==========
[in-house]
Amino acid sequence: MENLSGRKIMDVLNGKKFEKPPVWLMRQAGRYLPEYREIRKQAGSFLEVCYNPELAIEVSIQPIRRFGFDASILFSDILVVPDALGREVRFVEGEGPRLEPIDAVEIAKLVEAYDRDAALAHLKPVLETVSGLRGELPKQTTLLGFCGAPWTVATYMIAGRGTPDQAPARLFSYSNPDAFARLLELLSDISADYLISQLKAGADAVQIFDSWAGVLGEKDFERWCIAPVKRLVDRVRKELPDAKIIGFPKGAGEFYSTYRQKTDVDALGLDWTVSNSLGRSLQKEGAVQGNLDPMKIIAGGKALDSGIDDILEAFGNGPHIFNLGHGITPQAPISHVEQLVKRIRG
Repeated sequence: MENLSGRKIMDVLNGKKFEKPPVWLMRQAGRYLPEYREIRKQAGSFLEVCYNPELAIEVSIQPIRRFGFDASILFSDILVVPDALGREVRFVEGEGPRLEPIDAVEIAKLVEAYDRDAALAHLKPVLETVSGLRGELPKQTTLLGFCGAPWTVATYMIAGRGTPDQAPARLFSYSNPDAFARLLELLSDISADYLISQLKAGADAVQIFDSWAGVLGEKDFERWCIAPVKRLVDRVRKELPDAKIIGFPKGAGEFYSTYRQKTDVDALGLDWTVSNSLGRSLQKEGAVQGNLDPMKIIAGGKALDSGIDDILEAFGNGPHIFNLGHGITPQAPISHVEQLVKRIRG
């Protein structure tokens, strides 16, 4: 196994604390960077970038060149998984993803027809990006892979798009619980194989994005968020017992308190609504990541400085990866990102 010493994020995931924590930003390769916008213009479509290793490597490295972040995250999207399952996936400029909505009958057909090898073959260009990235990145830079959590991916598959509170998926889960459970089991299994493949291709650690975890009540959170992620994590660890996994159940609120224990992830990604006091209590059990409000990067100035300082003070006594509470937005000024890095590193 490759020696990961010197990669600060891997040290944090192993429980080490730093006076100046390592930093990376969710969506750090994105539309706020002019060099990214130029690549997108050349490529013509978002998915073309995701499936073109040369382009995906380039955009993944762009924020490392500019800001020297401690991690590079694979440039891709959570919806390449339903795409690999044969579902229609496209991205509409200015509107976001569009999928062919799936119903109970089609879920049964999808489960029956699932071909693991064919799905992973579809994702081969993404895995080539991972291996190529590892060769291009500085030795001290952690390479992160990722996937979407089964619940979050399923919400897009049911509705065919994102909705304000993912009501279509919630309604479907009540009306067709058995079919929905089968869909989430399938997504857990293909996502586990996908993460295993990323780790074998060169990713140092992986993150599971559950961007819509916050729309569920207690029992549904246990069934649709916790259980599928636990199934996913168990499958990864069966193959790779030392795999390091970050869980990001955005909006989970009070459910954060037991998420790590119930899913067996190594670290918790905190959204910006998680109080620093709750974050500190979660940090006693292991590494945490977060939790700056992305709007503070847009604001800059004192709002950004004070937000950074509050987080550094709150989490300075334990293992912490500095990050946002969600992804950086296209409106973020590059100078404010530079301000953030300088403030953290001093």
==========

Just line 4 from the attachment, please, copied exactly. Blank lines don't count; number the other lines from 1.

């Protein structure tokens, strides 16, 4: 196994604390960077970038060149998984993803027809990006892979798009619980194989994005968020017992308190609504990541400085990866990102 010493994020995931924590930003390769916008213009479509290793490597490295972040995250999207399952996936400029909505009958057909090898073959260009990235990145830079959590991916598959509170998926889960459970089991299994493949291709650690975890009540959170992620994590660890996994159940609120224990992830990604006091209590059990409000990067100035300082003070006594509470937005000024890095590193 490759020696990961010197990669600060891997040290944090192993429980080490730093006076100046390592930093990376969710969506750090994105539309706020002019060099990214130029690549997108050349490529013509978002998915073309995701499936073109040369382009995906380039955009993944762009924020490392500019800001020297401690991690590079694979440039891709959570919806390449339903795409690999044969579902229609496209991205509409200015509107976001569009999928062919799936119903109970089609879920049964999808489960029956699932071909693991064919799905992973579809994702081969993404895995080539991972291996190529590892060769291009500085030795001290952690390479992160990722996937979407089964619940979050399923919400897009049911509705065919994102909705304000993912009501279509919630309604479907009540009306067709058995079919929905089968869909989430399938997504857990293909996502586990996908993460295993990323780790074998060169990713140092992986993150599971559950961007819509916050729309569920207690029992549904246990069934649709916790259980599928636990199934996913168990499958990864069966193959790779030392795999390091970050869980990001955005909006989970009070459910954060037991998420790590119930899913067996190594670290918790905190959204910006998680109080620093709750974050500190979660940090006693292991590494945490977060939790700056992305709007503070847009604001800059004192709002950004004070937000950074509050987080550094709150989490300075334990293992912490500095990050946002969600992804950086296209409106973020590059100078404010530079301000953030300088403030953290001093």